Halloween is a night of fun, costumes and candy — but when you're walking the neighborhood and spot a teal pumpkin on a porch, there's more to it than just an aesthetic choice. That teal pumpkin isn't about Halloween decor; it's about inclusivity.
The teal pumpkin is directly linked to FARE, which stands for Food Allergy Research & Education. FARE initiated the "Teal Pumpkin Project" as a way to indicate that a household offers non-food treats. This is incredibly important for kids who have food allergies, dietary restrictions or other health concerns. When they see a teal pumpkin, they know they can safely get a treat there without the risk of an allergic reaction.
On a night dominated by chocolates, candies and other sweets, it's easy for kids with food allergies to feel left out. The teal pumpkin serves as a beacon, showing that everyone is thought of and included in the festivities. And making sure everyone feels loved and cared for is so important. You absolutely want to make sure you do all you can to help and include others.
So, if you're considering joining the movement, it's pretty simple. Place a teal pumpkin outside and have non-food treats on hand for trick-or-treaters. It's a small gesture with a big impact, ensuring all kids can enjoy a safe and happy Halloween.
What Do Teal Pumpkins Mean?
The Teal Pumpkin Project is an effort to raise awareness of kids with life-threatening food allergies. If you don't have children with these needs, you probably didn't realize that Halloween means something completely different to those families since they can't trick-or-treat for actual Halloween candy.
Peanuts, dairy, eggs and wheat contain food allergens which spur reactions that have been increasing in prevalence in recent years, and some kids can end up in the ER from eating candy that contains those ingredients.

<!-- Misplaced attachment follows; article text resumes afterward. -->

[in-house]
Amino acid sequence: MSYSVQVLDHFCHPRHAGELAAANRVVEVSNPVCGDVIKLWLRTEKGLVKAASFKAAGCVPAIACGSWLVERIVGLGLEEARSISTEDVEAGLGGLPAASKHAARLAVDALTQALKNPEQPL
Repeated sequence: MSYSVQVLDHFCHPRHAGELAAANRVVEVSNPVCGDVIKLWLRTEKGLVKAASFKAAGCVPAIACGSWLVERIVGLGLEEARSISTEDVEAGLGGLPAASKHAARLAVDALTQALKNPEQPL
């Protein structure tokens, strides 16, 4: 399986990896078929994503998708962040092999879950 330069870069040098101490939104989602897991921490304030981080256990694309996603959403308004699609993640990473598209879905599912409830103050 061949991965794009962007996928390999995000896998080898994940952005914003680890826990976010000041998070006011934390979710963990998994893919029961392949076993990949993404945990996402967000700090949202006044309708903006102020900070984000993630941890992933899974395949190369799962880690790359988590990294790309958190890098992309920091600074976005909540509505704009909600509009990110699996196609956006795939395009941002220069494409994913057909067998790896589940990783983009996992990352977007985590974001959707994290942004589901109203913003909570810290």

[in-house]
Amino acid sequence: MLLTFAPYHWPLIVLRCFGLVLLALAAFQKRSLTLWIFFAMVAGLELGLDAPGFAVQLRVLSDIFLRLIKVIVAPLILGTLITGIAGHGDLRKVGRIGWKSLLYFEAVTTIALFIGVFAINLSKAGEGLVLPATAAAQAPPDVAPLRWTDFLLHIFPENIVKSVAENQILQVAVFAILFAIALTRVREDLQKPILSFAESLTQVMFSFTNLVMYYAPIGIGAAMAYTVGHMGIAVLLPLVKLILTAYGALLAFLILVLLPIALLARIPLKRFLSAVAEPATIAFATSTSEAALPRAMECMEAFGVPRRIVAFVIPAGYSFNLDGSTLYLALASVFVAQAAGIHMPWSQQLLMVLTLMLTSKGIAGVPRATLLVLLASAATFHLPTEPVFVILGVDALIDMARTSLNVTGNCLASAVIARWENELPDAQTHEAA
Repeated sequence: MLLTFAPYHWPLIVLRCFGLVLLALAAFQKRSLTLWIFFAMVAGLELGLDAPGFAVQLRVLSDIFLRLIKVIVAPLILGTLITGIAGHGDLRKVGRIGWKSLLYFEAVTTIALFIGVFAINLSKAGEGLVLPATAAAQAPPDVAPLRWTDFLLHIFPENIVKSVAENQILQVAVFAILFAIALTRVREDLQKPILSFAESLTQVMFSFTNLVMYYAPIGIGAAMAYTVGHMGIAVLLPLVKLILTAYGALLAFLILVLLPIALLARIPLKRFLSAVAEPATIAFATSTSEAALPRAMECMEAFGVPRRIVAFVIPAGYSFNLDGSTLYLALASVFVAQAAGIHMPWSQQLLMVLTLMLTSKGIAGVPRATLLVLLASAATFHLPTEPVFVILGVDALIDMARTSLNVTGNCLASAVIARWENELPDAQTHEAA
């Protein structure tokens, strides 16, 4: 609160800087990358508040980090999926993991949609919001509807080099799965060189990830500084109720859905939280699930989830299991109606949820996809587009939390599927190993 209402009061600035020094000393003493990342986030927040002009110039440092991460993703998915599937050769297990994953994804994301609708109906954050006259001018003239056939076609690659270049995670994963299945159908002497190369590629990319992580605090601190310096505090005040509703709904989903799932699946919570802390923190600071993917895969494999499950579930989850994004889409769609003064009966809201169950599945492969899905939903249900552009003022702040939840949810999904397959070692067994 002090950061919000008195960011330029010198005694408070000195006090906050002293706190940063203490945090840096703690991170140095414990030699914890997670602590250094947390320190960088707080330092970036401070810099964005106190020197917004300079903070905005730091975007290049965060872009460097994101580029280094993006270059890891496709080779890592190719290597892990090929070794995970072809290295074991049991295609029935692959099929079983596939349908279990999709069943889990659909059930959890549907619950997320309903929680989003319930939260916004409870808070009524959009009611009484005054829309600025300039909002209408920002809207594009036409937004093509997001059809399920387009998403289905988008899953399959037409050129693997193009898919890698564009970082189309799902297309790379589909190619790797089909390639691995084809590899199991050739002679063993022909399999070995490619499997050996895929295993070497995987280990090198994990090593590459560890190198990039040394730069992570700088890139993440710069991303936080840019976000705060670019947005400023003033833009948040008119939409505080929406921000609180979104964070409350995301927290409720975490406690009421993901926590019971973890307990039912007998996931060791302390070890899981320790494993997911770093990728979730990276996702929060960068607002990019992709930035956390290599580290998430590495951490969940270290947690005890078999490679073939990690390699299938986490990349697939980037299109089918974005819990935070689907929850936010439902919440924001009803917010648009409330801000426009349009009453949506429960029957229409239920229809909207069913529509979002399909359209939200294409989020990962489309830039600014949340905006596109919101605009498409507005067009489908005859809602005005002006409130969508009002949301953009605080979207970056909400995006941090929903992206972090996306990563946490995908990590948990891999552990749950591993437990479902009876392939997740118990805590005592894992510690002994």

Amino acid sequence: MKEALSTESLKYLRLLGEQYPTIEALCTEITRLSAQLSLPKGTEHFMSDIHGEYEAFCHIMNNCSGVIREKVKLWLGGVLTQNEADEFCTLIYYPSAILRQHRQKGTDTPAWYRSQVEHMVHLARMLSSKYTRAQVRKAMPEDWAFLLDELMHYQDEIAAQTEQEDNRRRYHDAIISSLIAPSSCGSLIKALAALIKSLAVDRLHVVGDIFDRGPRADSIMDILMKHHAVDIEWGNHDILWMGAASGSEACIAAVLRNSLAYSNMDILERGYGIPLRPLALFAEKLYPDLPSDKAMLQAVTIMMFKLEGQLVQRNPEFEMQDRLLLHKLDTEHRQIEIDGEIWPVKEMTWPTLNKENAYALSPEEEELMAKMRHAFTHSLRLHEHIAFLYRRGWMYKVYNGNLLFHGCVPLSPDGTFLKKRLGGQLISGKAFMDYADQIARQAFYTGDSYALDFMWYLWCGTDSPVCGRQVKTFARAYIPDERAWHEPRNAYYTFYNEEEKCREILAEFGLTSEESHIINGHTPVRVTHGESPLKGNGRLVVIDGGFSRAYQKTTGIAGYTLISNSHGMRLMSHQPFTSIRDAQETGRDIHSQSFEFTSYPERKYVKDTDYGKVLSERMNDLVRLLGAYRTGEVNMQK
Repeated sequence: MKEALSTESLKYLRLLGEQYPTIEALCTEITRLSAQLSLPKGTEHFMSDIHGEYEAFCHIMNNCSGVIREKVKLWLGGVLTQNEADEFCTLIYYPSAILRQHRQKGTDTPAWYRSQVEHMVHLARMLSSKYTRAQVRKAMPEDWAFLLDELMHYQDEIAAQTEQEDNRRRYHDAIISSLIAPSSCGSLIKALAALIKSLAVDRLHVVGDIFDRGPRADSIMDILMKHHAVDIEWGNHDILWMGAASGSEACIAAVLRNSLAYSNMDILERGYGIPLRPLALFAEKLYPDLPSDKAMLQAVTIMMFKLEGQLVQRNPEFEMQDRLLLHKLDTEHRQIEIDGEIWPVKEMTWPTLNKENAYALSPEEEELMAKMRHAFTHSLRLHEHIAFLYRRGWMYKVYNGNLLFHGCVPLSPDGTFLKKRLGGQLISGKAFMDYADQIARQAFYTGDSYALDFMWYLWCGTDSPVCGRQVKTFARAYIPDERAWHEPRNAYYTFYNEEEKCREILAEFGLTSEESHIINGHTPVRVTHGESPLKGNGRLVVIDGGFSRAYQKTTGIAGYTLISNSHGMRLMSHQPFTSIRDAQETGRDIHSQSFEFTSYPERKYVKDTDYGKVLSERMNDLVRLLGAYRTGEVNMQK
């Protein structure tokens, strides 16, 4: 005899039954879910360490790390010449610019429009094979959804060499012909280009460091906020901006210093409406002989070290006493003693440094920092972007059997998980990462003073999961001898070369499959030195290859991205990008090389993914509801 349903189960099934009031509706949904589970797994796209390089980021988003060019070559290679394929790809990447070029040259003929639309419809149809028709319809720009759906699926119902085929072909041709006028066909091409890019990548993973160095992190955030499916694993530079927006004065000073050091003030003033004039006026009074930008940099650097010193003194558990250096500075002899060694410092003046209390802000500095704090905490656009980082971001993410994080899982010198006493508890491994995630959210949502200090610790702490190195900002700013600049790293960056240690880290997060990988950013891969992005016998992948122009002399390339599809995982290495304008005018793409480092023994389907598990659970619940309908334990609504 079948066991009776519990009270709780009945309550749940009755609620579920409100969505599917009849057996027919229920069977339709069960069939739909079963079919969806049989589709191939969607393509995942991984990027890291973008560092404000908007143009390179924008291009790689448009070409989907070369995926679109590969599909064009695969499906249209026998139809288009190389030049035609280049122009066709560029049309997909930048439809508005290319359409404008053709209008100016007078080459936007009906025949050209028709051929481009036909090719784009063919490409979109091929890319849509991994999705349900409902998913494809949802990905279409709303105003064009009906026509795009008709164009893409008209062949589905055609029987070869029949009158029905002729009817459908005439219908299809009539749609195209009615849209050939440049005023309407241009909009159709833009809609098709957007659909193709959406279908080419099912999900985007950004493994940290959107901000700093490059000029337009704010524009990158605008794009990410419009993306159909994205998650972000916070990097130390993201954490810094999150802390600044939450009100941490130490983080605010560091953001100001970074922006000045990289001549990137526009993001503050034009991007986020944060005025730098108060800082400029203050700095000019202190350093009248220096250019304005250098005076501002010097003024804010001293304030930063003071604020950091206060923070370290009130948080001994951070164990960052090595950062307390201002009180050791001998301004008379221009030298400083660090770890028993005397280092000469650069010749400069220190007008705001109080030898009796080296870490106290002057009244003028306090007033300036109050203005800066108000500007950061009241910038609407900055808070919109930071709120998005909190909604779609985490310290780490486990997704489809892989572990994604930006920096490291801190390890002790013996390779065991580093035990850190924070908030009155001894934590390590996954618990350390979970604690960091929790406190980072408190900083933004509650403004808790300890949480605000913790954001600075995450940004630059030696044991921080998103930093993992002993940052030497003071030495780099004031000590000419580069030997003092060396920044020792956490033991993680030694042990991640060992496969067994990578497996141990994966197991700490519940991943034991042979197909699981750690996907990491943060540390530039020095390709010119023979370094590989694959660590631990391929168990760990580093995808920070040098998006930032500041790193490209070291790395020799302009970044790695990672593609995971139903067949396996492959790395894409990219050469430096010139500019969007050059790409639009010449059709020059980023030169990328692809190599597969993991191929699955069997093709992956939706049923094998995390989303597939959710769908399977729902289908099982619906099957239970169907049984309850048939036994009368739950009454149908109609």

However, a teal pumpkin on the front porch is a message that that house has non-food items for trick-or-treaters who need them as an allergy-friendly alternative.
A Safe Halloween
If your child suffers from food allergies, then trick-or-treating can be a stressful thing rather than the fun family Halloween tradition it should be.
According to The Virginian-Pilot, Suzy Brophy, a teacher in Virginia Beach, wrote a children's book on the subject in honor of her student, Macy Evans, who was born with life-threatening food allergies. Macy's Teal Pumpkin teaches kids about what Halloween is like for kids such as Macy.
Participants in FARE's Teal Pumpkin Project simply place a teal pumpkin on their porch. You can also display a sign stating that non-food treats are available for kids with allergies.
Small toys, spider rings, bouncy balls, erasers, stickers, stencils, glow sticks, crayons, bookmarks, necklaces and other trinkets are popular goodies for non-food treats. You can also still give out candy to kids who don't have allergies if it's kept in a separate bowl.
If you want to read Macy's Teal Pumpkin, you can find it on Amazon. Read more about the Teal Pumpkin Project here. This year, whether you're hosting a Halloween party or just handing out trick-or-treat goodies, consider spreading awareness of food allergies to your neighborhood with a teal blue pumpkin. That way, all trick-or-treaters are able to have a happy Halloween and to go home with a bag of Halloween treats!
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